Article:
(the fall of) The Master Builder is certainly one to make a note of. This emotional rollercoaster of a production brings to light the struggles of the man of the hour and Master Builder UK, Halvard Solness (Reece Dinsindale) and the dark past threatening to destroy his seemingly perfect life.

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The show follows Solness after he receives the Master Builder award for his contributions to architecture, allowing us an insight into his lavish lifestyle with his own law firm and everything he could want – on the surface. But throughout we begin to see a darker side to this ‘perfect life’; the failing marriage, the colleagues desperate to move up in the world. After the arrival of Hilde (Katherine Rose Morley) claiming to be a student and fan of his work, Solness is thrown off by her sudden advances. But when she reveals she is a former flame of his – from 5 years ago, when he was in his 50s and she just 15 – it becomes very apparent that what goes up can only ever go down.

Dealing with some very intimate, and at times, upsetting topics can cause difficulties when working in theatre, as the portrayal of particular emotions and events have to err on the side of caution for fear of causing upset. The particular themes addressed in (the fall of) The Master Builder include some taboo subjects, such as adultery, domestic abuse and the grooming and sexual assault of minors. Admittedly, at times the production is hard to watch – but this is due to the fact that the cast portray their characters in such a realistic and true to form manner that as an audience member, you feel as though you are watching these events unfold in real life, with real people, rather than this incredible cast of actors.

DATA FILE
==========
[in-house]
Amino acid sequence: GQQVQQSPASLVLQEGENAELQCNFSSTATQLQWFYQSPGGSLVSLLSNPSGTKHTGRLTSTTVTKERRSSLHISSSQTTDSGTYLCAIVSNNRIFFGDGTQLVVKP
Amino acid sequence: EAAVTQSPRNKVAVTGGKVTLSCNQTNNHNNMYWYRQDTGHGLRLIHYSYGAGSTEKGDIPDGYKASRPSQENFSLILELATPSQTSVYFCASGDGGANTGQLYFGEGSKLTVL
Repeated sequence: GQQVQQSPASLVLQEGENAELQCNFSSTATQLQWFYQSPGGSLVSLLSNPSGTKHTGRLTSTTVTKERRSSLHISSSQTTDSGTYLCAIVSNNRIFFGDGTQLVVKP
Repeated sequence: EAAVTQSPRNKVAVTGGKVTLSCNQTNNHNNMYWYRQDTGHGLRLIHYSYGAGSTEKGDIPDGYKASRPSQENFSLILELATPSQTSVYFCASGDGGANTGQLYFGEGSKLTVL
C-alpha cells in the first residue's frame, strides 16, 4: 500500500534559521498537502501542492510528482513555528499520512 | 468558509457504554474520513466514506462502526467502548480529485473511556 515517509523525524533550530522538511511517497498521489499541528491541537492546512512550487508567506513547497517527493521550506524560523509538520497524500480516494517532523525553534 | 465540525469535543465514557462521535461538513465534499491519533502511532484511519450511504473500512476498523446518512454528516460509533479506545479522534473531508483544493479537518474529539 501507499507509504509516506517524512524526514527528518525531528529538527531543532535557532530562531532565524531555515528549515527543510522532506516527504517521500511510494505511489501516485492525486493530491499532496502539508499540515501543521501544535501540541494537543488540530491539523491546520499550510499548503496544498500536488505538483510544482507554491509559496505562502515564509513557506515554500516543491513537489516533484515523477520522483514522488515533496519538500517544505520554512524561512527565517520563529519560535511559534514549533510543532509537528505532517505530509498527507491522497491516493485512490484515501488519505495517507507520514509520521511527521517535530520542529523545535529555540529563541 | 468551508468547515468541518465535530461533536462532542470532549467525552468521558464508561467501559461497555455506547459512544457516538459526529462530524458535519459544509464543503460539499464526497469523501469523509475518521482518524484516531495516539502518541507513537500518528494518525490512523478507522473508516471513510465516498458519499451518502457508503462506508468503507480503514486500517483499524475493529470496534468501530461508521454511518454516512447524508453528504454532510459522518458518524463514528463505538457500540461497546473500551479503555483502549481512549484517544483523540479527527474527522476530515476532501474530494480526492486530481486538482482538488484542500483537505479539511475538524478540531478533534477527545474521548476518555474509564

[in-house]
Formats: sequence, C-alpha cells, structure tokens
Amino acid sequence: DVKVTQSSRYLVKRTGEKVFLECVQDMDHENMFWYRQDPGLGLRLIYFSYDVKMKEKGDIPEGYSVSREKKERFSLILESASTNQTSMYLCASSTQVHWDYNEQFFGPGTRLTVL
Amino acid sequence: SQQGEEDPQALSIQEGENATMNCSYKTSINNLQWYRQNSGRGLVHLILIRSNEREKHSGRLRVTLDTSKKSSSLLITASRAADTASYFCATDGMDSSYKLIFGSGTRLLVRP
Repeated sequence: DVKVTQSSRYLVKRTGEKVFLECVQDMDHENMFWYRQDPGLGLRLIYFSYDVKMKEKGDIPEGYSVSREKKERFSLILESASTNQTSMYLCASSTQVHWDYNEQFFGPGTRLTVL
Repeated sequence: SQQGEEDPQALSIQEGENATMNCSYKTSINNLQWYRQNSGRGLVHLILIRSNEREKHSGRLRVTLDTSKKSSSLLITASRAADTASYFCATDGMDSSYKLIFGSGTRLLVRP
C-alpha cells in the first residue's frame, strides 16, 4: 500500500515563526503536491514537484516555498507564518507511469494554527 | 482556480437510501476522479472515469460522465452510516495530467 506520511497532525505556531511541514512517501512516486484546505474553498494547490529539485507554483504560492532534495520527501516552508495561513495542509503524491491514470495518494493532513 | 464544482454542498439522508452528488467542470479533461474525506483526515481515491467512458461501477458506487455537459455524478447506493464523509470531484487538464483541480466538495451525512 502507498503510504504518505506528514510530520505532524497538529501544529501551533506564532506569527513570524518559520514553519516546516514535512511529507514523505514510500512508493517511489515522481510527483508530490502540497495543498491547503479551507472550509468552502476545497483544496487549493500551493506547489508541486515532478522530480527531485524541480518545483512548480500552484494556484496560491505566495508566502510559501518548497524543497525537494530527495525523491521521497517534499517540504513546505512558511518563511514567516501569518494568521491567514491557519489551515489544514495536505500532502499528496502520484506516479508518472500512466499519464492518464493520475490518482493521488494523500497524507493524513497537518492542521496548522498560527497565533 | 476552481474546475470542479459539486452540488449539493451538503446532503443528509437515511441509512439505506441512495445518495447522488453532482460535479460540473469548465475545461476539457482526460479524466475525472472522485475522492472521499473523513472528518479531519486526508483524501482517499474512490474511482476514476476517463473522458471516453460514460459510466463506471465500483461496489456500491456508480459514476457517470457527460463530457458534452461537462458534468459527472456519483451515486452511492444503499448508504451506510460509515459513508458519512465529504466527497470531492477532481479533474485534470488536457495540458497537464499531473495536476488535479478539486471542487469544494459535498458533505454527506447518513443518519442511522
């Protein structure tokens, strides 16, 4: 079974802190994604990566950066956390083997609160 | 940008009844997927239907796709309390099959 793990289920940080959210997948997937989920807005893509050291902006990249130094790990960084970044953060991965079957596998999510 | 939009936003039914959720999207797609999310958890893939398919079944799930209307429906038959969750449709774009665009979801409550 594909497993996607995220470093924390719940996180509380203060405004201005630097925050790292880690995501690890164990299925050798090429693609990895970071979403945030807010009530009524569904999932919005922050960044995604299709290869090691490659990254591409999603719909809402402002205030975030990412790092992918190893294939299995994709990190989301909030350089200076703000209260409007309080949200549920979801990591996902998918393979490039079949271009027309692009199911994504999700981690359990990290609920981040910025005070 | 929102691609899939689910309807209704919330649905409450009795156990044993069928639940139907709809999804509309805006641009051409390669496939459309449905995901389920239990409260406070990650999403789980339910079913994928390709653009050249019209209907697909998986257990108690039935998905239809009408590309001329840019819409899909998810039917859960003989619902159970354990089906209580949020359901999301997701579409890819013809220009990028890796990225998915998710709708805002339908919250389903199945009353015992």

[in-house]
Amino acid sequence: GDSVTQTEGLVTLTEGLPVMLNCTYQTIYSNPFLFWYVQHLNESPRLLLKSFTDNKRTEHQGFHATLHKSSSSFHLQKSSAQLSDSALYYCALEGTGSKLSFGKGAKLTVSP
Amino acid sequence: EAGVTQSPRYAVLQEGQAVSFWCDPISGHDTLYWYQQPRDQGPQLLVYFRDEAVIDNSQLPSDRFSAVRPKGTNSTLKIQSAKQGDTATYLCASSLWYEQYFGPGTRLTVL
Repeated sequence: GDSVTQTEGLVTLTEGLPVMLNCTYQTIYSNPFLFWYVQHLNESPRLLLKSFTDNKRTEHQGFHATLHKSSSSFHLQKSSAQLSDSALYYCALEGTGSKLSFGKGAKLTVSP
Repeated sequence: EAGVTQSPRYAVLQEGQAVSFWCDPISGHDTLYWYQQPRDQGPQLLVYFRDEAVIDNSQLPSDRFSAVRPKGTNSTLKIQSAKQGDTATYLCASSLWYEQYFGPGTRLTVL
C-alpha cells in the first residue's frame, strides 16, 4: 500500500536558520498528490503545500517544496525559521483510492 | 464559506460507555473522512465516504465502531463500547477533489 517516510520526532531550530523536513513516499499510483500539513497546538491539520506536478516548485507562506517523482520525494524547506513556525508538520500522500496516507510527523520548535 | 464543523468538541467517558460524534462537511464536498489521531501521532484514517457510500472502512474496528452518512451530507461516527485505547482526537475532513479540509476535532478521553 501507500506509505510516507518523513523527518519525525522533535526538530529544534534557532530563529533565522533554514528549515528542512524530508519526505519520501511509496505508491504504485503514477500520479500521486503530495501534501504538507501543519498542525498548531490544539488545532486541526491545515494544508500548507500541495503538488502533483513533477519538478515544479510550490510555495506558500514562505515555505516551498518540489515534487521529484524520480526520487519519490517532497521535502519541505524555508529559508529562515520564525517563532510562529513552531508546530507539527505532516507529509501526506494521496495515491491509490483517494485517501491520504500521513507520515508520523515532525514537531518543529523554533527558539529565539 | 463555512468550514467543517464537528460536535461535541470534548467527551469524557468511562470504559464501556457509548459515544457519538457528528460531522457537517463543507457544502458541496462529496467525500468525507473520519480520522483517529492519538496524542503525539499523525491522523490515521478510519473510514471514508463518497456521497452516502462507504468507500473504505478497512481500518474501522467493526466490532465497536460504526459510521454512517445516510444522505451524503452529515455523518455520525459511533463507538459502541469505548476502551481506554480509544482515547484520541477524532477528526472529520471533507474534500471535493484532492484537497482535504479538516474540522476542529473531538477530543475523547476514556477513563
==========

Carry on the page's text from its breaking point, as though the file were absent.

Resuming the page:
Particularly worth a mention is the set – a real-to-life office set up really does create a feeling of voyeurism; of being a part of something you shouldn’t. Designer Alex Lowde has pulled out all the stops to create a set that is functional, realistic and integral to the telling of the story, creating a backdrop that moves forward with every dramatic event as a sort of scene transition. By the end of the show this creates an immense climax, with furniture and lighting being pushed off the stage and creating noise and mess to unsettle the minds of the audience. Paired with the casts’ readings of police files from previous assaults and the possibility of impending suicide, you really couldn’t ask for more of a crescendo.

All in all, this really is one show that packs a punch and if you’re looking for drama, this really is one you just can’t miss. 5/5

Review written by Hazel Hinchcliffe.

(the fall of) The Master Builder will show at the West Yorkshire Playhouse from Tuesday 10th until Saturday 21st October 2017. For more information on the production, visit here…

Written by Theatrefullstop